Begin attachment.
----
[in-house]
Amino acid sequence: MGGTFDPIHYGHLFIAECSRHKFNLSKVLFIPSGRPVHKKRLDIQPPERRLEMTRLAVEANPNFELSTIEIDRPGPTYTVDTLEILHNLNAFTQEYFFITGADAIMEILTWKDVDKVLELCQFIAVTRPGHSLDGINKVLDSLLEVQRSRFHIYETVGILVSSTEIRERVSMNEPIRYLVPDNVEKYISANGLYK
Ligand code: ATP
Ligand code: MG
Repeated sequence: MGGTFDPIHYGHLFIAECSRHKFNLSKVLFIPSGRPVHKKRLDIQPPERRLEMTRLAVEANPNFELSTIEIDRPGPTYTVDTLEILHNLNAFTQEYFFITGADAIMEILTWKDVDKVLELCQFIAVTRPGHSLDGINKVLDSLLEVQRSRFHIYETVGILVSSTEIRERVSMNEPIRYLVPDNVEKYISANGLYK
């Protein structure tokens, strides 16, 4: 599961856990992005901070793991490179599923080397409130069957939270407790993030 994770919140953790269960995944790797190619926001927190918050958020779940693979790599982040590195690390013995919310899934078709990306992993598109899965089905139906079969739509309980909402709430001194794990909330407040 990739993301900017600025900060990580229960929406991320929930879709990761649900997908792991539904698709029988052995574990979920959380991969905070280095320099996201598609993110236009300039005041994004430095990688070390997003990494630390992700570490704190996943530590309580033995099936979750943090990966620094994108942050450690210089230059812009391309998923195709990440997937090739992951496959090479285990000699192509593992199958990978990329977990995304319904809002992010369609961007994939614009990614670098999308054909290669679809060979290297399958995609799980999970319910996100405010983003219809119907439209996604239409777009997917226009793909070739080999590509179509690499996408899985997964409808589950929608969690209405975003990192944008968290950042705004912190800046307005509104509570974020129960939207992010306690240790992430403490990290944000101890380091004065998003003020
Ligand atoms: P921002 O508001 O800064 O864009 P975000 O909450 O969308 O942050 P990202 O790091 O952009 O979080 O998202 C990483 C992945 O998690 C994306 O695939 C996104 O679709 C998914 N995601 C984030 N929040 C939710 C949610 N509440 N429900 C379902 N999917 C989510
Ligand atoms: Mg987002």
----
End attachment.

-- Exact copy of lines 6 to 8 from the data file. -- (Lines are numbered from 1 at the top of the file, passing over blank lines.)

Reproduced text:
């Protein structure tokens, strides 16, 4: 599961856990992005901070793991490179599923080397409130069957939270407790993030 994770919140953790269960995944790797190619926001927190918050958020779940693979790599982040590195690390013995919310899934078709990306992993598109899965089905139906079969739509309980909402709430001194794990909330407040 990739993301900017600025900060990580229960929406991320929930879709990761649900997908792991539904698709029988052995574990979920959380991969905070280095320099996201598609993110236009300039005041994004430095990688070390997003990494630390992700570490704190996943530590309580033995099936979750943090990966620094994108942050450690210089230059812009391309998923195709990440997937090739992951496959090479285990000699192509593992199958990978990329977990995304319904809002992010369609961007994939614009990614670098999308054909290669679809060979290297399958995609799980999970319910996100405010983003219809119907439209996604239409777009997917226009793909070739080999590509179509690499996408899985997964409808589950929608969690209405975003990192944008968290950042705004912190800046307005509104509570974020129960939207992010306690240790992430403490990290944000101890380091004065998003003020
Ligand atoms: P921002 O508001 O800064 O864009 P975000 O909450 O969308 O942050 P990202 O790091 O952009 O979080 O998202 C990483 C992945 O998690 C994306 O695939 C996104 O679709 C998914 N995601 C984030 N929040 C939710 C949610 N509440 N429900 C379902 N999917 C989510
Ligand atoms: Mg987002």